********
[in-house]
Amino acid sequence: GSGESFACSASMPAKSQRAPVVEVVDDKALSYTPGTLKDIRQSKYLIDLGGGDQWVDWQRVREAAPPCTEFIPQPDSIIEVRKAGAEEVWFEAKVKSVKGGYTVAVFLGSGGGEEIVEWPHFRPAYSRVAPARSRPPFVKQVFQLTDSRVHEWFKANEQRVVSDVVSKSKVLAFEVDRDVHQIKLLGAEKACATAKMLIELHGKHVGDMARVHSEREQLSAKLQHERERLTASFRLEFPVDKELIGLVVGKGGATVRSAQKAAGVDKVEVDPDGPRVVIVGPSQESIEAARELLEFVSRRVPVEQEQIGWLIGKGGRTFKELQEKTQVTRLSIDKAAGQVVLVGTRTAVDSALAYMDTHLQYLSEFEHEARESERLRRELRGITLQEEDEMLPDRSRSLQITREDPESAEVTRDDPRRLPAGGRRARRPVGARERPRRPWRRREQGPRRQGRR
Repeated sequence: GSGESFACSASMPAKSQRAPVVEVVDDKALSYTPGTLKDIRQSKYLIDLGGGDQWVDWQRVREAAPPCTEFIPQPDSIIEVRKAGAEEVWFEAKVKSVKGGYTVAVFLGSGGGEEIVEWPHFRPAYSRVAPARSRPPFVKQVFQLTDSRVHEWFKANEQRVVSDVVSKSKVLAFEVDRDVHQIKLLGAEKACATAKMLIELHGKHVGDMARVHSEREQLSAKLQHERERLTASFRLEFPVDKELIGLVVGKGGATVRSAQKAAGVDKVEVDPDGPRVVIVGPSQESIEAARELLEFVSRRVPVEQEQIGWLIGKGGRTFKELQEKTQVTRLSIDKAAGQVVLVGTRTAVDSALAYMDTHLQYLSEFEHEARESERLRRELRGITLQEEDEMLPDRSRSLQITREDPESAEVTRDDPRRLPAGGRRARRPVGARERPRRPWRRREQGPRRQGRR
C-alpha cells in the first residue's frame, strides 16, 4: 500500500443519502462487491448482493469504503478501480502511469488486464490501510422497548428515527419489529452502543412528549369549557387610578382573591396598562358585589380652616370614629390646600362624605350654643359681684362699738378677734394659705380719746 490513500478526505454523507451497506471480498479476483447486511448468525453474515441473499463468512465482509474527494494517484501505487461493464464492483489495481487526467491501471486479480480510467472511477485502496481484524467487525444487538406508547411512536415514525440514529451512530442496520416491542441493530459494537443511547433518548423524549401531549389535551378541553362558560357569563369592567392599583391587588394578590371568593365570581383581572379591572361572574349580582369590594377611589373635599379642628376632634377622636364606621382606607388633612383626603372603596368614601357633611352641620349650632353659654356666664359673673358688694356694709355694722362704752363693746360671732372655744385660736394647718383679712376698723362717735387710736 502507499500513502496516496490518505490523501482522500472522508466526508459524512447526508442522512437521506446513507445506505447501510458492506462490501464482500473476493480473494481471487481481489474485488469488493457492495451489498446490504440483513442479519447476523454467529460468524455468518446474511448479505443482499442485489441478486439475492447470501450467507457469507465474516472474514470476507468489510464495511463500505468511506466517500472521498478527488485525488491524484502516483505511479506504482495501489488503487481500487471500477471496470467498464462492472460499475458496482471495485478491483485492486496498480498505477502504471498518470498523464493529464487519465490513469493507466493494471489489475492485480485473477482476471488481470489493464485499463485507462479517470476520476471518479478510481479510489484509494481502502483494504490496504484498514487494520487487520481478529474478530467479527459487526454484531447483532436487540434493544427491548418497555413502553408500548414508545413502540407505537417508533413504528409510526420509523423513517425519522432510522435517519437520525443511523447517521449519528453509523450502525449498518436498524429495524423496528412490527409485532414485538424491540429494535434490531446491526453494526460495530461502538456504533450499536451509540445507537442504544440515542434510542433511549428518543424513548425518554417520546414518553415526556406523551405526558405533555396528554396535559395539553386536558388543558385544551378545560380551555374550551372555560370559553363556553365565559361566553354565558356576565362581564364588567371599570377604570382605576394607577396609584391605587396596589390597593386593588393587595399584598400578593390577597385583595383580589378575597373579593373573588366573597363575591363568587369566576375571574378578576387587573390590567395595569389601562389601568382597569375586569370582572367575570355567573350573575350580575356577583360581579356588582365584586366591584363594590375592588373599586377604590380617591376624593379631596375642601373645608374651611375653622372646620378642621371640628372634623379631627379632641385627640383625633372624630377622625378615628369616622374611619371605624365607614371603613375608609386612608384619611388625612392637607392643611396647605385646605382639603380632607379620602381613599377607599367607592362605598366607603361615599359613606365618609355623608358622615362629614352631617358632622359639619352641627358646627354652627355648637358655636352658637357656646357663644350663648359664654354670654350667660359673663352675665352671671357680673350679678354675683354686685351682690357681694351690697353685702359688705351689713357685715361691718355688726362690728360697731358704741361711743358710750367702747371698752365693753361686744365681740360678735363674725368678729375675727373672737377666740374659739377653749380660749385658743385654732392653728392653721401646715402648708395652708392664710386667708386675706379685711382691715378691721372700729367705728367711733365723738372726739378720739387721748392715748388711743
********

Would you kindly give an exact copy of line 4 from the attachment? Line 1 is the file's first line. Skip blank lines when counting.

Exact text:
C-alpha cells in the first residue's frame, strides 16, 4: 500500500443519502462487491448482493469504503478501480502511469488486464490501510422497548428515527419489529452502543412528549369549557387610578382573591396598562358585589380652616370614629390646600362624605350654643359681684362699738378677734394659705380719746 490513500478526505454523507451497506471480498479476483447486511448468525453474515441473499463468512465482509474527494494517484501505487461493464464492483489495481487526467491501471486479480480510467472511477485502496481484524467487525444487538406508547411512536415514525440514529451512530442496520416491542441493530459494537443511547433518548423524549401531549389535551378541553362558560357569563369592567392599583391587588394578590371568593365570581383581572379591572361572574349580582369590594377611589373635599379642628376632634377622636364606621382606607388633612383626603372603596368614601357633611352641620349650632353659654356666664359673673358688694356694709355694722362704752363693746360671732372655744385660736394647718383679712376698723362717735387710736 502507499500513502496516496490518505490523501482522500472522508466526508459524512447526508442522512437521506446513507445506505447501510458492506462490501464482500473476493480473494481471487481481489474485488469488493457492495451489498446490504440483513442479519447476523454467529460468524455468518446474511448479505443482499442485489441478486439475492447470501450467507457469507465474516472474514470476507468489510464495511463500505468511506466517500472521498478527488485525488491524484502516483505511479506504482495501489488503487481500487471500477471496470467498464462492472460499475458496482471495485478491483485492486496498480498505477502504471498518470498523464493529464487519465490513469493507466493494471489489475492485480485473477482476471488481470489493464485499463485507462479517470476520476471518479478510481479510489484509494481502502483494504490496504484498514487494520487487520481478529474478530467479527459487526454484531447483532436487540434493544427491548418497555413502553408500548414508545413502540407505537417508533413504528409510526420509523423513517425519522432510522435517519437520525443511523447517521449519528453509523450502525449498518436498524429495524423496528412490527409485532414485538424491540429494535434490531446491526453494526460495530461502538456504533450499536451509540445507537442504544440515542434510542433511549428518543424513548425518554417520546414518553415526556406523551405526558405533555396528554396535559395539553386536558388543558385544551378545560380551555374550551372555560370559553363556553365565559361566553354565558356576565362581564364588567371599570377604570382605576394607577396609584391605587396596589390597593386593588393587595399584598400578593390577597385583595383580589378575597373579593373573588366573597363575591363568587369566576375571574378578576387587573390590567395595569389601562389601568382597569375586569370582572367575570355567573350573575350580575356577583360581579356588582365584586366591584363594590375592588373599586377604590380617591376624593379631596375642601373645608374651611375653622372646620378642621371640628372634623379631627379632641385627640383625633372624630377622625378615628369616622374611619371605624365607614371603613375608609386612608384619611388625612392637607392643611396647605385646605382639603380632607379620602381613599377607599367607592362605598366607603361615599359613606365618609355623608358622615362629614352631617358632622359639619352641627358646627354652627355648637358655636352658637357656646357663644350663648359664654354670654350667660359673663352675665352671671357680673350679678354675683354686685351682690357681694351690697353685702359688705351689713357685715361691718355688726362690728360697731358704741361711743358710750367702747371698752365693753361686744365681740360678735363674725368678729375675727373672737377666740374659739377653749380660749385658743385654732392653728392653721401646715402648708395652708392664710386667708386675706379685711382691715378691721372700729367705728367711733365723738372726739378720739387721748392715748388711743